This is a sort of discipline, but the exciting thing about discipline (in any area of our lives) is that it starts to turn into a desire to live a life that is life-giving.


Fasting is one of those things that is initially unpleasant as we sort out areas of our lives that need addressing.

We can choose to fast from food, certain foods, tv/Netflix, social media, soda, caffeine, sugar, the list is endless.

Fasting causes breakthrough.

One of my all time favorite theologians/psychologists, Dr. Dan Allender, says this:

“Fasting enters the terrain of loss for the sake of hope. It requires relinquishing one’s body at the point when it most craves satisfaction. Fasting is a testing, a cleansing & a desert struggle with the idols that dull the body. Fasting calls us to enter our orphaned, exiled & widowed heart. Fasting is the act of ridding ourselves of our fullness to attune our senses to the mysteries that swirl in & around us.”

I had never heard fasting put like this until I read these words. They are so true. It is a cleansing & an acknowledgment that our own strength is not enough.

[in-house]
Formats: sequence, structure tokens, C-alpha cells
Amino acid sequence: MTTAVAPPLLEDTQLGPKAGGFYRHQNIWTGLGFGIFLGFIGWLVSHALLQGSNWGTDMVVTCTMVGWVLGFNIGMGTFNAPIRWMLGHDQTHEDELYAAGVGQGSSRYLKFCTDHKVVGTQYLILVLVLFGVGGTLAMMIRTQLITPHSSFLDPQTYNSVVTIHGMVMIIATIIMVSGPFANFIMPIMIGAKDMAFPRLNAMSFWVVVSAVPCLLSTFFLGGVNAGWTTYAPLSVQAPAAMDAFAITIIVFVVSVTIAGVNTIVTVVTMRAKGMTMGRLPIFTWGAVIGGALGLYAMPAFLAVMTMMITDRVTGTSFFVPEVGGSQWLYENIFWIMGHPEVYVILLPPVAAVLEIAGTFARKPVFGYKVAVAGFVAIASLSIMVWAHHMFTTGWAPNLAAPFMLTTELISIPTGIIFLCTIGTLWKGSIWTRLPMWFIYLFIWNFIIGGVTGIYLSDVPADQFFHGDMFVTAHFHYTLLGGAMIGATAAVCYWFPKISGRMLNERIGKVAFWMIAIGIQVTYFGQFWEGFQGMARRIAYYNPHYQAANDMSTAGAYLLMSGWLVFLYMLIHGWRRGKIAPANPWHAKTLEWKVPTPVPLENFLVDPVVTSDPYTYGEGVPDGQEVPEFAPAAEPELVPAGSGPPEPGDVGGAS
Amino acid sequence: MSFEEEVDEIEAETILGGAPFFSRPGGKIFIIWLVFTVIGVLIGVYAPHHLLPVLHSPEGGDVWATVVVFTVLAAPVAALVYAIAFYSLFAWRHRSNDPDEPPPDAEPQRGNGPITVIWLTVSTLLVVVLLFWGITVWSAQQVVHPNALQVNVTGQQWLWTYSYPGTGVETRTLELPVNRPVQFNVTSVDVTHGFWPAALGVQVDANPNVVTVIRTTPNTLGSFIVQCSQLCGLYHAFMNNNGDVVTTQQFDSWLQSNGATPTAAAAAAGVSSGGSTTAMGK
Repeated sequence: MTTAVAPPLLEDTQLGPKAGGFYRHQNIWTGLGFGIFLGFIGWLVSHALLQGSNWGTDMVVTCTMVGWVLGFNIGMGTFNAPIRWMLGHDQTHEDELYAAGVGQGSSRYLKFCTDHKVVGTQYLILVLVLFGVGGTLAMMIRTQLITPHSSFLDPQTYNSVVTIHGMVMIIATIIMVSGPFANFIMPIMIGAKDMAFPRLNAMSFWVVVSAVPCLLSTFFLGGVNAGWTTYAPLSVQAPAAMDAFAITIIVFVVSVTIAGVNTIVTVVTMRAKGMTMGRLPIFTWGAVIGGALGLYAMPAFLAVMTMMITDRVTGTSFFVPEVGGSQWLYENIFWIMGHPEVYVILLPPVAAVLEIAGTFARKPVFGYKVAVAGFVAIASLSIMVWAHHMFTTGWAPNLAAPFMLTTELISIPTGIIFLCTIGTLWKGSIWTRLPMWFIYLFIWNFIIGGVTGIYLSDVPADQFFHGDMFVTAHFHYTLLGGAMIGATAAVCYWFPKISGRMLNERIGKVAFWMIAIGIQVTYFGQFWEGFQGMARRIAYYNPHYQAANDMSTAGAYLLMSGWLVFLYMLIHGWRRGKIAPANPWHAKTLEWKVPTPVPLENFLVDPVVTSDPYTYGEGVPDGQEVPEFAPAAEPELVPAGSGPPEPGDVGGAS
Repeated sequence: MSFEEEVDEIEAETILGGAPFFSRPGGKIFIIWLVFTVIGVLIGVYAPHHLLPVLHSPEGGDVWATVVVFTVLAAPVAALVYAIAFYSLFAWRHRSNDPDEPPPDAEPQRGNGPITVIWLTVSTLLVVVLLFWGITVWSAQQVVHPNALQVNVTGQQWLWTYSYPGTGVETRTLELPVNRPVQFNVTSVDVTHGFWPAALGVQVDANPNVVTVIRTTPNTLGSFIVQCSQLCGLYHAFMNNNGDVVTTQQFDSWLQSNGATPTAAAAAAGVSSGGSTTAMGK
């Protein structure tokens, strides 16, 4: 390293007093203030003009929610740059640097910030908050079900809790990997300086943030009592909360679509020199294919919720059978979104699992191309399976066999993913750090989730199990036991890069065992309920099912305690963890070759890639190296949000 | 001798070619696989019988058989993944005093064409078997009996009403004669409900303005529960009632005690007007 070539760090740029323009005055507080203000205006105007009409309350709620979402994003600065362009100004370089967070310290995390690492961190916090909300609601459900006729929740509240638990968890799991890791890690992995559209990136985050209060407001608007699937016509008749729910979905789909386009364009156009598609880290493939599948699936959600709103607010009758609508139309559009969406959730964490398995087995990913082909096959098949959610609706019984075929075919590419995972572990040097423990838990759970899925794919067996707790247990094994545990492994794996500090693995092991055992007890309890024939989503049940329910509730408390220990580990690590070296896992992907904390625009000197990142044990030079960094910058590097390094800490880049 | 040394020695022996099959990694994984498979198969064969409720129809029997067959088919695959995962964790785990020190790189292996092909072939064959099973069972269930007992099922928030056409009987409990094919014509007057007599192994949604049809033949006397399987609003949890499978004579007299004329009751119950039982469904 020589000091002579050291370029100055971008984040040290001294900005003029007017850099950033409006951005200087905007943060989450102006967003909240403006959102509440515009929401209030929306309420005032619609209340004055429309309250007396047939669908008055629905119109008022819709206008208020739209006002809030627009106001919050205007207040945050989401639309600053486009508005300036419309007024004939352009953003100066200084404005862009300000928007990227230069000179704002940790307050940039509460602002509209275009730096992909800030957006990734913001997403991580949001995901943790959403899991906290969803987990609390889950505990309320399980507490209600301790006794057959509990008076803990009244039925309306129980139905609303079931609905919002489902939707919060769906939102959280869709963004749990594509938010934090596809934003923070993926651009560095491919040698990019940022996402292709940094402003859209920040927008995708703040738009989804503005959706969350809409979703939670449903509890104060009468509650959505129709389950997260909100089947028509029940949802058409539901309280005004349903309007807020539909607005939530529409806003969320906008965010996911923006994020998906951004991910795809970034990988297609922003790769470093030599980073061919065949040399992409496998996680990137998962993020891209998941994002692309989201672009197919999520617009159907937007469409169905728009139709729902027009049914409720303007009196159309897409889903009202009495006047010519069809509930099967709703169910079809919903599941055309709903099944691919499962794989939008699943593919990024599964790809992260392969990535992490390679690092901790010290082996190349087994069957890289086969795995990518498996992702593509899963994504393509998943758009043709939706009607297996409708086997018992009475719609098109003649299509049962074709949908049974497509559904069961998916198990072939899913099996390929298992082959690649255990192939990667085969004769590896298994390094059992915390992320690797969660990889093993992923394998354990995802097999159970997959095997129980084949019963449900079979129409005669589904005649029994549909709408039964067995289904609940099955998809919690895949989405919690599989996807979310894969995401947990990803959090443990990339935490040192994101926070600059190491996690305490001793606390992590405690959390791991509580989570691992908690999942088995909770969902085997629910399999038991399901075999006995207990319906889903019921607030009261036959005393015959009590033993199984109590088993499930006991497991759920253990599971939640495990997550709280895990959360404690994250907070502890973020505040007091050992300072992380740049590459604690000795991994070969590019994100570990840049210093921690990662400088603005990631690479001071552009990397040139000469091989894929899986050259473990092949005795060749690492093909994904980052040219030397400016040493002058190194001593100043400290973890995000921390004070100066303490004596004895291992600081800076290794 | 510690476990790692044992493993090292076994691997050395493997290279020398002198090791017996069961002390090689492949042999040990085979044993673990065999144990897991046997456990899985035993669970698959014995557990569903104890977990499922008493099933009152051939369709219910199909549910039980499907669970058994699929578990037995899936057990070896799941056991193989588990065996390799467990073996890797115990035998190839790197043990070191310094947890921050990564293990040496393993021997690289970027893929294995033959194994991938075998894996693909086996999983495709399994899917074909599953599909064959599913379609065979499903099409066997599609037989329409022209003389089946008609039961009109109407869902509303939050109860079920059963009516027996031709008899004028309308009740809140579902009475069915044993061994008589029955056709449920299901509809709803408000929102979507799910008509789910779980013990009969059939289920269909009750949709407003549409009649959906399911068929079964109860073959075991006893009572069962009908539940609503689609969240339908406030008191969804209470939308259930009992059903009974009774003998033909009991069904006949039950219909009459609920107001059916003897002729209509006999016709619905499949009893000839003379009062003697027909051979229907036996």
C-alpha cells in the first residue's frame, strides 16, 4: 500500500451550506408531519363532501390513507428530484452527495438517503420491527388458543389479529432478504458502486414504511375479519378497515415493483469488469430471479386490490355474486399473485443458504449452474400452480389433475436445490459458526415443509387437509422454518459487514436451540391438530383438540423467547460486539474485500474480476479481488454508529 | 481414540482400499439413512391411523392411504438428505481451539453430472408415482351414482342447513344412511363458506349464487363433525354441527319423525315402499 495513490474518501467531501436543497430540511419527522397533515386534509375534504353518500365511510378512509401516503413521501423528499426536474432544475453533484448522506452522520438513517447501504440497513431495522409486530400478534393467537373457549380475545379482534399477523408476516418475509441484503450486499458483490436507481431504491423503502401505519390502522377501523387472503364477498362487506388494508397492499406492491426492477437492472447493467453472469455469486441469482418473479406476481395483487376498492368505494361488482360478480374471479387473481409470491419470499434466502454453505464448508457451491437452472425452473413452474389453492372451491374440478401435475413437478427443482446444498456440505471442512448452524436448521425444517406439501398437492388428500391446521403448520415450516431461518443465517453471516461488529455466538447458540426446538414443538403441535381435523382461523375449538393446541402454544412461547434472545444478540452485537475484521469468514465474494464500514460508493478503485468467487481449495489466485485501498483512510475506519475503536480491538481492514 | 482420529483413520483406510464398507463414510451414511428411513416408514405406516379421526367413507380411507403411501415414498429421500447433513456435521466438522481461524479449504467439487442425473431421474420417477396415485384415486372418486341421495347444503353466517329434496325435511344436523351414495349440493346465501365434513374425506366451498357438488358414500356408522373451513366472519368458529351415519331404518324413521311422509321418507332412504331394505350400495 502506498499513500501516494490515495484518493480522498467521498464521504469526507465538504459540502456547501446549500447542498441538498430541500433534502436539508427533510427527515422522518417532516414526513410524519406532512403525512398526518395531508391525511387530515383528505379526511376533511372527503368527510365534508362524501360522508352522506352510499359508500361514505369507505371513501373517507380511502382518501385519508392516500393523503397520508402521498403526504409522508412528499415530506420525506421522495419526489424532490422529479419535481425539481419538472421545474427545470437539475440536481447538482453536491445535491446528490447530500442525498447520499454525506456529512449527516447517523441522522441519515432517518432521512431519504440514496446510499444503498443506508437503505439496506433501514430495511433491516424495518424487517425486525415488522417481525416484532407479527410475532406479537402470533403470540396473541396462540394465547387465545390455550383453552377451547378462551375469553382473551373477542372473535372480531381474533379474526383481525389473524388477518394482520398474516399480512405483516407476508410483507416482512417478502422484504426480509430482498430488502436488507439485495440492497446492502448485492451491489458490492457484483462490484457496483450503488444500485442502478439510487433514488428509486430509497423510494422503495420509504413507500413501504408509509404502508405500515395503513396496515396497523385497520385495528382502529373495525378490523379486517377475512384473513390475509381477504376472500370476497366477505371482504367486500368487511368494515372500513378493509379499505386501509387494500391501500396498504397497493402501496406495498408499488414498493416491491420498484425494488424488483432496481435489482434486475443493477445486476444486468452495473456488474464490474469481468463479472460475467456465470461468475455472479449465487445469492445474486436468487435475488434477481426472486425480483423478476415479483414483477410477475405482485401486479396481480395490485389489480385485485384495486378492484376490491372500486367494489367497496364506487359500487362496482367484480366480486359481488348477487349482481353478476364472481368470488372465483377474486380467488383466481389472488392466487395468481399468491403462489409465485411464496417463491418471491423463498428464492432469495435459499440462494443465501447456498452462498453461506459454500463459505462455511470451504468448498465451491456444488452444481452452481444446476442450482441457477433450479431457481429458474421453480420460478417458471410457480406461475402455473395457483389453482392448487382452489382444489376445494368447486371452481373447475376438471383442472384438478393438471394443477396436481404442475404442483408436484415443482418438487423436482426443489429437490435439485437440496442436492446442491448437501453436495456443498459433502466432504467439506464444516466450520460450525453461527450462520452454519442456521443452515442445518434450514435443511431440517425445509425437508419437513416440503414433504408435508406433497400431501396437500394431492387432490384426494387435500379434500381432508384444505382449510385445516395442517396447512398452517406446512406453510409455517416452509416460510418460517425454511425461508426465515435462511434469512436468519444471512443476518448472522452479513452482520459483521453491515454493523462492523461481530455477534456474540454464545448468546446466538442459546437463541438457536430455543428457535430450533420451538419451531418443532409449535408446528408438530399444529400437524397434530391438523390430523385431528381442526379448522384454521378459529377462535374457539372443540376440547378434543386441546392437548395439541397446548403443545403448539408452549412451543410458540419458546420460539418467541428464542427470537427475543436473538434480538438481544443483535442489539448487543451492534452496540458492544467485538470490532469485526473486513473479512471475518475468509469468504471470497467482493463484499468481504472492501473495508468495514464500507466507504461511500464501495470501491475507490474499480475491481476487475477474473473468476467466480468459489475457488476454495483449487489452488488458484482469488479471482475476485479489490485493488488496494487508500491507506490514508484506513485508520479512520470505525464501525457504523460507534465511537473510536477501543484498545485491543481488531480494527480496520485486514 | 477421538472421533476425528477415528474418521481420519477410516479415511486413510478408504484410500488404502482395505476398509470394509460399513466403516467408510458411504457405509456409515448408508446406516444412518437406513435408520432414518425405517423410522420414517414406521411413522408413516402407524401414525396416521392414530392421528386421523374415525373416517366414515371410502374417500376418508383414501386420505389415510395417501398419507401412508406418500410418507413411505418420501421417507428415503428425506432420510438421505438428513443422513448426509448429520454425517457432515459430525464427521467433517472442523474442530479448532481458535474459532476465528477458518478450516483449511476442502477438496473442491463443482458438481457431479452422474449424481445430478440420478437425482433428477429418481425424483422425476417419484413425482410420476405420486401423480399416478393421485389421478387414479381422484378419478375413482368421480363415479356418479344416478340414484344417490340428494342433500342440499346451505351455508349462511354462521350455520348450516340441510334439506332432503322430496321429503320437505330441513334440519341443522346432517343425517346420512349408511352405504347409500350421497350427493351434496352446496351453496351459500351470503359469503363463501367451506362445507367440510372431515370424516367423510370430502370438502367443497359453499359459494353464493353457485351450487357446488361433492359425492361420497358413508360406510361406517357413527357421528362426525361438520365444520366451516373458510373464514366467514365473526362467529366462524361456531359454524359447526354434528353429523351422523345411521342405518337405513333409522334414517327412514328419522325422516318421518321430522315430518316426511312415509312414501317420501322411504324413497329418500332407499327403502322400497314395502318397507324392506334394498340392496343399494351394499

In this we begin to know peace. It is a detox & a ridding of counterfeits to our spirit. I like the idea of fasting from habits like TV, social media or junk food like sugar, caffeine, or alcohol. Some people, like me, are unable to do day long fasts from food, but I have found that I love intermittent fasting!

Choosing a window of 8 hrs in your day where you eat is not only a physical discipline, it is also incredibly good for your health. It eliminates gimmicky diets, and it’s been proven to lower disease and inflammation, improve brain health, & regenerate the body at a cellular level. In every area though, make sure you are listening to your body & doing a lot of your own research as well.


Take at least three days to fast from something in particular that you have made sort of a habit or that you’ve relied on in your everyday life. Something that is not a necessity. Examples could be sugar, coffee, a Netflix show, drinking, fast food, social media, etc.